CFD For A Complete Dust Collector

Having performed Computational Fluid Dynamics (CFD) simulations for each component of Matthias Wandel's "Small Dust Collector," the time has come to assemble and test the entire system - virtually, of course. Recall that the main components of the dust collector are a cyclone, a filter assembly, and a blower.

Dust Collector CFD SimulationDust Collector CFD Simulation

3D Model Construction

The fully assembled model required the repositioning of the three main components and then virtual plumbing to connect them as depicted in Matthias' SketchUp assembly model.

Small Dust Collector SketchUp ModelSmall Dust Collector SketchUp Model

Small Dust Collector SketchUp Model SectionSmall Dust Collector SketchUp Model Section

First the pipes for the complete CFD model were trimmed to the required lengths. Then the final multi-volume flow-domain was created using a combination of edge lofting to create joint faces and volume stitching.

Small Dust Collector CFD ModelSmall Dust Collector CFD Model

Performance Test

Unlike the previous CFD simulations where we had to consider a range of volume flow rates to determine the pressure drops at each condition, this test has only one operating parameter and it is fixed according to the rotation speed of the motor at 3500 RPM. The single inlet and outlet pair are assumed to be open to atmosphere, equivalent to a gauge pressure of zero.

Residuals MonitorResiduals Monitor


Recall that from our individual cyclone and filter assembly CFD simulations we found that their combined demand curves (pressure drop vs volume flow rate) intersected the blower's fan curve at a volume flow rate of 0.063 m3/s. The results for the fully assembled system indicate a volume flow rate of 0.08 m3/s.

Volume Flow Rate MonitorVolume Flow Rate Monitor

Notice that there is some discrepancy in flow rate between the two CFD results for the discrete components and the fully assembled dust collector. Given that the cyclone contributes to the majority of the pressure drop through the dust collector, it is the obvious place to look for differences. It appears that the outlet location for the lone cyclone CFD analysis intersected a vortex core, whereas the cyclone exhaust piping in the assembly CFD analysis allows the vortex to dissipate and the pressure to recover. This results in a lower overall pressure drop prior to entering the filters and therefore a higher overall flow rate for the assembly.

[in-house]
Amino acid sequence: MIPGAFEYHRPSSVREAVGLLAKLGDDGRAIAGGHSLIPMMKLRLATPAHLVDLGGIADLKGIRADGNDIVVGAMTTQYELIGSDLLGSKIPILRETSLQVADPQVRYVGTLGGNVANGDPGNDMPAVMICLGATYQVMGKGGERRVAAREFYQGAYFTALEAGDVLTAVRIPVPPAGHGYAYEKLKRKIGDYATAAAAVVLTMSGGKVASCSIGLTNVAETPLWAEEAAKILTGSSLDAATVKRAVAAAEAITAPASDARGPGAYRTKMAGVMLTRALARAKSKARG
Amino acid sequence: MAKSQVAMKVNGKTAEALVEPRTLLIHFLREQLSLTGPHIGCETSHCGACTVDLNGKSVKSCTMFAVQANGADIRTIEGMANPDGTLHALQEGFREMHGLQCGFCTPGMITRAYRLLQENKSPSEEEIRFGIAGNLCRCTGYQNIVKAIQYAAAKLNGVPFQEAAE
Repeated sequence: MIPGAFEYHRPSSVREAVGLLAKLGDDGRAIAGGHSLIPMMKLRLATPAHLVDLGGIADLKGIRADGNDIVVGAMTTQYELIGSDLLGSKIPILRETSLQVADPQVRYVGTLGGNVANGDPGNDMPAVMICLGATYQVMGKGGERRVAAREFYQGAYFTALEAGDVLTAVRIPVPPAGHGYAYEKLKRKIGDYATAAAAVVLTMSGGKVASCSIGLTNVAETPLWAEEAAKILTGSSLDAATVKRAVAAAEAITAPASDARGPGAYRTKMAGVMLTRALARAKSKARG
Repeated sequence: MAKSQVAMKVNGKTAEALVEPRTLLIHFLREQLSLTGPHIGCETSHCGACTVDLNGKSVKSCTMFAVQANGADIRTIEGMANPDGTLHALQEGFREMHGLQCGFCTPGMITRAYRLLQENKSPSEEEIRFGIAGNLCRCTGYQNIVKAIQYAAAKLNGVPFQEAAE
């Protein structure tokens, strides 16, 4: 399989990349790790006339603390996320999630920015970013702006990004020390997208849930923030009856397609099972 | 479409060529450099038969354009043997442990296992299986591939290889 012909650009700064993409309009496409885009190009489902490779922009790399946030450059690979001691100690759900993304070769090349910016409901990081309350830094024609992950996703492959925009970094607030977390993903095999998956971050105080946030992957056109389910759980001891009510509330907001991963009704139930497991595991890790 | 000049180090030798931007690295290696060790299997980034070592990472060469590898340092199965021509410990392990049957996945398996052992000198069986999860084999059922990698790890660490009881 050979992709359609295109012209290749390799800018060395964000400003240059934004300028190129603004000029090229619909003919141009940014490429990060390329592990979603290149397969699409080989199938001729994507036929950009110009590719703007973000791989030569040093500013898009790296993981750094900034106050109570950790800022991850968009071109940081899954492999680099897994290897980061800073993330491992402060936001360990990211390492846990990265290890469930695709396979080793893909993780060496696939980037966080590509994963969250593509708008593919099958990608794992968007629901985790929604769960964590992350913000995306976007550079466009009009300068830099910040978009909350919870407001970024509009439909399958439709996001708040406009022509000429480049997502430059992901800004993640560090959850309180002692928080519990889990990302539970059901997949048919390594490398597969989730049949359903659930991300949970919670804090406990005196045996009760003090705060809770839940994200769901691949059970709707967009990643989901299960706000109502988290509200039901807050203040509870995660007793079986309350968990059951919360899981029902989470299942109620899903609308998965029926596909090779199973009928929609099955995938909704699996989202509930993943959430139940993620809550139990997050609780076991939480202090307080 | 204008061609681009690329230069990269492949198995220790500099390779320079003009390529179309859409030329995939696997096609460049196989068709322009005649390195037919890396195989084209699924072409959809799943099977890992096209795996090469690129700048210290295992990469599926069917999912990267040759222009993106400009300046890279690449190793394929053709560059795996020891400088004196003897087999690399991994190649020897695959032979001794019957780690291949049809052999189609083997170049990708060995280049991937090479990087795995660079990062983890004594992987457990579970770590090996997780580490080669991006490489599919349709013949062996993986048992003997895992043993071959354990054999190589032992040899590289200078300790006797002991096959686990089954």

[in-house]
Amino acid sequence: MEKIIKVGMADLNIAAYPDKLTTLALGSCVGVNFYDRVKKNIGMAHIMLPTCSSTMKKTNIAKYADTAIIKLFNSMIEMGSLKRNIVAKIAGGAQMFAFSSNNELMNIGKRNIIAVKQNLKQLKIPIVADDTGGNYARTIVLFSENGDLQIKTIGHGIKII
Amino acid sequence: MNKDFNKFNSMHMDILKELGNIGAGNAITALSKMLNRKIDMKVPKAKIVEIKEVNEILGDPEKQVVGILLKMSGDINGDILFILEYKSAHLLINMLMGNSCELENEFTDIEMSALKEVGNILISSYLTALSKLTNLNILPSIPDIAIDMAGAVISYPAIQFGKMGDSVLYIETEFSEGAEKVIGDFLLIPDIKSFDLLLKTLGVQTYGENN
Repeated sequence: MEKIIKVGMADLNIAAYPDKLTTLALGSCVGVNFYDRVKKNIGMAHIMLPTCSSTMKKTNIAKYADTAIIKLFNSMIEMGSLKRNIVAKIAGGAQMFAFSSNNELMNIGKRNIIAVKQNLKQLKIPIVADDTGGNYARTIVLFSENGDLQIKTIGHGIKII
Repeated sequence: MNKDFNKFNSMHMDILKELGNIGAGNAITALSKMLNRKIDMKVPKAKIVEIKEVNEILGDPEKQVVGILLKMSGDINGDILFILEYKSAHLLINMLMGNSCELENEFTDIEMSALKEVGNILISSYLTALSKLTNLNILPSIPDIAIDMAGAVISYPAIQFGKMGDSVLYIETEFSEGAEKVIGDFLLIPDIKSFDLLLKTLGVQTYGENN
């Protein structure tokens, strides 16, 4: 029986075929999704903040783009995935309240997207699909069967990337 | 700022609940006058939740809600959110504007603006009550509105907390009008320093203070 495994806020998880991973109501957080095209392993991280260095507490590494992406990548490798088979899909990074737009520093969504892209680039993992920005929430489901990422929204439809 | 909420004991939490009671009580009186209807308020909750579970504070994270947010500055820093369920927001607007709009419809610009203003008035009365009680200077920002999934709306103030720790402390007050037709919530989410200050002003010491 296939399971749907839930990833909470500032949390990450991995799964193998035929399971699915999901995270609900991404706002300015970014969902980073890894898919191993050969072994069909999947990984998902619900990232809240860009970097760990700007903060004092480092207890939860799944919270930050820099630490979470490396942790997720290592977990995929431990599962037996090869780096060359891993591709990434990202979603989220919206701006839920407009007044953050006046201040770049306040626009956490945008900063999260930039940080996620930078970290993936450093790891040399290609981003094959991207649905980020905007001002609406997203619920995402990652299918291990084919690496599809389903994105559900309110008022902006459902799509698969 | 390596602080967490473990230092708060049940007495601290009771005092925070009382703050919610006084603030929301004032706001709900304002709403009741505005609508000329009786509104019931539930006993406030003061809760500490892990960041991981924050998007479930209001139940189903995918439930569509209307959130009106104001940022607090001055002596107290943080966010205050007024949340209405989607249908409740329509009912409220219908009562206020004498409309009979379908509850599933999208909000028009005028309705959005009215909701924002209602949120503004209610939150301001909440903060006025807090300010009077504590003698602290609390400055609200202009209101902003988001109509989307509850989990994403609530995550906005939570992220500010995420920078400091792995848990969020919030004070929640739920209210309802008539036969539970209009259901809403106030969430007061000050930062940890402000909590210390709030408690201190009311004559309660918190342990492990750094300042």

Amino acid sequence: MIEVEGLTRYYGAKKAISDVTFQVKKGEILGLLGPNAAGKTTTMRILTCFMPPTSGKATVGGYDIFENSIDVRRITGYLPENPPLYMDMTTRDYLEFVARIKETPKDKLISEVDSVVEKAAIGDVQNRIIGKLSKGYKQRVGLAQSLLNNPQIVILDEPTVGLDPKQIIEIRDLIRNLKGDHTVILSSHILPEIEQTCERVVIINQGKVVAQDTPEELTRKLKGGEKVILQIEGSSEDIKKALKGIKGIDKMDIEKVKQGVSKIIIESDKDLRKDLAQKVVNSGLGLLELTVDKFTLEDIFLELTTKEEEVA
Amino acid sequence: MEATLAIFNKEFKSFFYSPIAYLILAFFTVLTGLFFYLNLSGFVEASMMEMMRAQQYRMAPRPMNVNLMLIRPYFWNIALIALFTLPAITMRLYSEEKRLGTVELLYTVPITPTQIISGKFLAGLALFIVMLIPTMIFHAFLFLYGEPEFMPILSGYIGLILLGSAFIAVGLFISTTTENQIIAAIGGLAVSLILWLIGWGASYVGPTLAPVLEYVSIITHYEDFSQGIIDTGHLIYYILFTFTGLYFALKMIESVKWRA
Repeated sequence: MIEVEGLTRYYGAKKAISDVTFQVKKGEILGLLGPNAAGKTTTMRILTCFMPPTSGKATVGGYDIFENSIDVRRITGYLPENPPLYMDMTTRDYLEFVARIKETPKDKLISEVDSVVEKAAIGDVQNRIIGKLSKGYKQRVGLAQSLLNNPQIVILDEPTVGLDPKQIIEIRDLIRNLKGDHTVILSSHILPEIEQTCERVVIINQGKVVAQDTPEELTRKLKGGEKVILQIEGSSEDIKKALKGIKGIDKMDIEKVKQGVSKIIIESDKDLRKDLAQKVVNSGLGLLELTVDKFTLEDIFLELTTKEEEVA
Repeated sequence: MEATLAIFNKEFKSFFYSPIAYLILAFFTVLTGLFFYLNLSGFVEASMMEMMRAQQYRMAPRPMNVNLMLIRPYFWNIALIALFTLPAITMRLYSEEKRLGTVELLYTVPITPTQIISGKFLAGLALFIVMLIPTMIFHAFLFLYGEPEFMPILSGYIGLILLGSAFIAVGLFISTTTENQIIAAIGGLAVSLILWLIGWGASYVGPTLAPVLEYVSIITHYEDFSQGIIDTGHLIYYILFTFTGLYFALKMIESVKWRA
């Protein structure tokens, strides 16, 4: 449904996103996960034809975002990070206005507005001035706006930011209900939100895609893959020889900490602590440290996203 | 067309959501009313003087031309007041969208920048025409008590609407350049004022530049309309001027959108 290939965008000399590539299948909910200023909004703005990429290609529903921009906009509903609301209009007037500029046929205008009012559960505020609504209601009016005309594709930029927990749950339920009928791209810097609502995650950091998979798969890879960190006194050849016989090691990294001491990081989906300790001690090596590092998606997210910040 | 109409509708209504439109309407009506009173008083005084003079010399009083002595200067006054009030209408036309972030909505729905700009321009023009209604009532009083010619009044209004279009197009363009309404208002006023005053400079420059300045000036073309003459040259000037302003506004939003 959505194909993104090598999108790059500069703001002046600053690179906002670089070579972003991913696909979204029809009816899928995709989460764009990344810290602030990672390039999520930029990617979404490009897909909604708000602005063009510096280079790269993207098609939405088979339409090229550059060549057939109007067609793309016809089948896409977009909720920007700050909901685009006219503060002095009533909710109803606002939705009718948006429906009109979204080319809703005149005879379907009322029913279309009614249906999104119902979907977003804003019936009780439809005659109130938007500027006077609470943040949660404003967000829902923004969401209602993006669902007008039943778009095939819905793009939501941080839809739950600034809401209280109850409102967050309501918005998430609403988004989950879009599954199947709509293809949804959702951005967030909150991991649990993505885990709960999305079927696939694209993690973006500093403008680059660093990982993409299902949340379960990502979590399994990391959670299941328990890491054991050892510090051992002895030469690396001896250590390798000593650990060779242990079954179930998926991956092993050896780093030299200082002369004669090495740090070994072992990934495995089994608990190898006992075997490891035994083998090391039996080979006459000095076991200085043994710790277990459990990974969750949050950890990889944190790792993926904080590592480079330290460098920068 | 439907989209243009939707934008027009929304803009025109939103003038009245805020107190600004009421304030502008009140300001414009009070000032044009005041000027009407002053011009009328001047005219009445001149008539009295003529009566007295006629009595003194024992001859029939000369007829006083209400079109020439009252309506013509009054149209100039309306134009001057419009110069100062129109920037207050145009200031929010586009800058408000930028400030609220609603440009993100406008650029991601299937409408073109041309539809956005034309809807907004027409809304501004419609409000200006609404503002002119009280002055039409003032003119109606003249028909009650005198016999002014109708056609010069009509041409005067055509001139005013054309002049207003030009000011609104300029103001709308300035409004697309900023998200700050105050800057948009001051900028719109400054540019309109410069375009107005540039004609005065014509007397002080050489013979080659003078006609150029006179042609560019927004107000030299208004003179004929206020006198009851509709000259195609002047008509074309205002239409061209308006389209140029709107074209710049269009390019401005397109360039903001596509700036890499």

Flow Visualization


Pressure Iso-SurfacesPressure Iso-SurfacesDust Collector CFD Simulation

Clipped Pressure Iso-SurfacesClipped Pressure Iso-SurfacesDust Collector CFD Simulation

Velocity Iso-SurfacesVelocity Iso-SurfacesDust Collector CFD Simulation

Clipped Velocity Iso-SurfacesClipped Velocity Iso-SurfacesDust Collector CFD Simulation


Velocity Vectors For BlowerVelocity Vectors For BlowerDust Collector CFD Simulation

Streamlines For CycloneStreamlines For CycloneDust Collector CFD Simulation

Pressure Iso-Surfaces For FiltersPressure Iso-Surfaces For FiltersDust Collector CFD Simulation

Velocity Iso-Surfaces For FiltersVelocity Iso-Surfaces For FiltersDust Collector CFD Simulation

Streamlines For FiltersStreamlines For FiltersDust Collector CFD Simulation


The assembled geometry was created in Caedium Professional. The CFD simulation was performed using the incompressible, steady-state RANS solver with porous media, a Moving Reference Frame (MRF), and the k-omega SST turbulence model.


Good Analysis

Good work, In this model you have cyclone->filter-> impeller this makes theoretical sense as the air going through the impeller is clean, but as other makers often may put impeller->cyclone->filter or cyclone->impeller->filter. I wonder if there is any order that is better optimized for flow.

Improvement Idee

I'm currently working on an idea for my dust collector in which i put the impeller on top of the cyclone.

The cyclone creates spinning air an the impeller has to do the same. so why not use the sinning air of the cyclone to help the impeller.
In this idea i wanted a minimum of sharp corners that restrict the airflow

the Cyclone I have in mind is a bit different from the normal ones. On the bottom is a cone with a 4 cm gap at the sides the wall with the inlet is tilted 20 degrees inward (bottom wide top narrow) and after that it has a 45 degree angle toward the intake of the impeller.
The impeller has two outlets but not at 180 degrees from each other but 187.5 and 172.5 degree this combined with a 12 blade impeller, makes that the outlets have there pressure alternating instead of simultaneously. This will cancel out a part of the noise.
after this comes 2 halve cartridge filters one for each outlet

if there are questions please ask. I got some drawings on paper.

The impeller is protected by

The impeller is protected by being after the filter. A nail could bounce around in the cyclone and trigger a bad wreck of the impeller. Maybe ad an energy recovering diffusor at the cyclone and then stacking the two filters to create a long straight run of the air before the blower inlet? Fans are sensitive to turbulence and flow misalignment at their inlets.